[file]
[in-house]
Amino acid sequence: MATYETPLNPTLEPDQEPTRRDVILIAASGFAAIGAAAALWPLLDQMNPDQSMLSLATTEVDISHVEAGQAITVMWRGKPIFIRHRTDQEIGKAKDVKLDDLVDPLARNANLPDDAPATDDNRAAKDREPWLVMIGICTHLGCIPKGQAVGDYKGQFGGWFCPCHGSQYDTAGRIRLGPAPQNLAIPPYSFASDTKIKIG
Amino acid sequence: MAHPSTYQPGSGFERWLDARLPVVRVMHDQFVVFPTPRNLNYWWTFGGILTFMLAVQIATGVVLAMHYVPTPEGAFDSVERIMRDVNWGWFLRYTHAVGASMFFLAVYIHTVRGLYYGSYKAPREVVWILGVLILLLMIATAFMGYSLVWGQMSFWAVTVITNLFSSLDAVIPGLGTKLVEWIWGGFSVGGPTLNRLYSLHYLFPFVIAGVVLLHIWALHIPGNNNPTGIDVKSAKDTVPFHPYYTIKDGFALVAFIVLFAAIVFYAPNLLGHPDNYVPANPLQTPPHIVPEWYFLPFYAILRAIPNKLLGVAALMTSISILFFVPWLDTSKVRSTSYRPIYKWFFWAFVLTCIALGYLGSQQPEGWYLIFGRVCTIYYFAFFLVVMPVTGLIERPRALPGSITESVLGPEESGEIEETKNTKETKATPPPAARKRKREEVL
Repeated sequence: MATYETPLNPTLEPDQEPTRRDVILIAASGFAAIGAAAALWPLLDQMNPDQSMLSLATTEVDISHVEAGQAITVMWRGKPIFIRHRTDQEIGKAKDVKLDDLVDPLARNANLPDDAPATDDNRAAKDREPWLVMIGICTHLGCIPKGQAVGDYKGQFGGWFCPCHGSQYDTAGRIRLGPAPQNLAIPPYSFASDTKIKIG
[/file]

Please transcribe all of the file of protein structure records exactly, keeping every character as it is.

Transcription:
[in-house]
Amino acid sequence: MATYETPLNPTLEPDQEPTRRDVILIAASGFAAIGAAAALWPLLDQMNPDQSMLSLATTEVDISHVEAGQAITVMWRGKPIFIRHRTDQEIGKAKDVKLDDLVDPLARNANLPDDAPATDDNRAAKDREPWLVMIGICTHLGCIPKGQAVGDYKGQFGGWFCPCHGSQYDTAGRIRLGPAPQNLAIPPYSFASDTKIKIG
Amino acid sequence: MAHPSTYQPGSGFERWLDARLPVVRVMHDQFVVFPTPRNLNYWWTFGGILTFMLAVQIATGVVLAMHYVPTPEGAFDSVERIMRDVNWGWFLRYTHAVGASMFFLAVYIHTVRGLYYGSYKAPREVVWILGVLILLLMIATAFMGYSLVWGQMSFWAVTVITNLFSSLDAVIPGLGTKLVEWIWGGFSVGGPTLNRLYSLHYLFPFVIAGVVLLHIWALHIPGNNNPTGIDVKSAKDTVPFHPYYTIKDGFALVAFIVLFAAIVFYAPNLLGHPDNYVPANPLQTPPHIVPEWYFLPFYAILRAIPNKLLGVAALMTSISILFFVPWLDTSKVRSTSYRPIYKWFFWAFVLTCIALGYLGSQQPEGWYLIFGRVCTIYYFAFFLVVMPVTGLIERPRALPGSITESVLGPEESGEIEETKNTKETKATPPPAARKRKREEVL
Repeated sequence: MATYETPLNPTLEPDQEPTRRDVILIAASGFAAIGAAAALWPLLDQMNPDQSMLSLATTEVDISHVEAGQAITVMWRGKPIFIRHRTDQEIGKAKDVKLDDLVDPLARNANLPDDAPATDDNRAAKDREPWLVMIGICTHLGCIPKGQAVGDYKGQFGGWFCPCHGSQYDTAGRIRLGPAPQNLAIPPYSFASDTKIKIG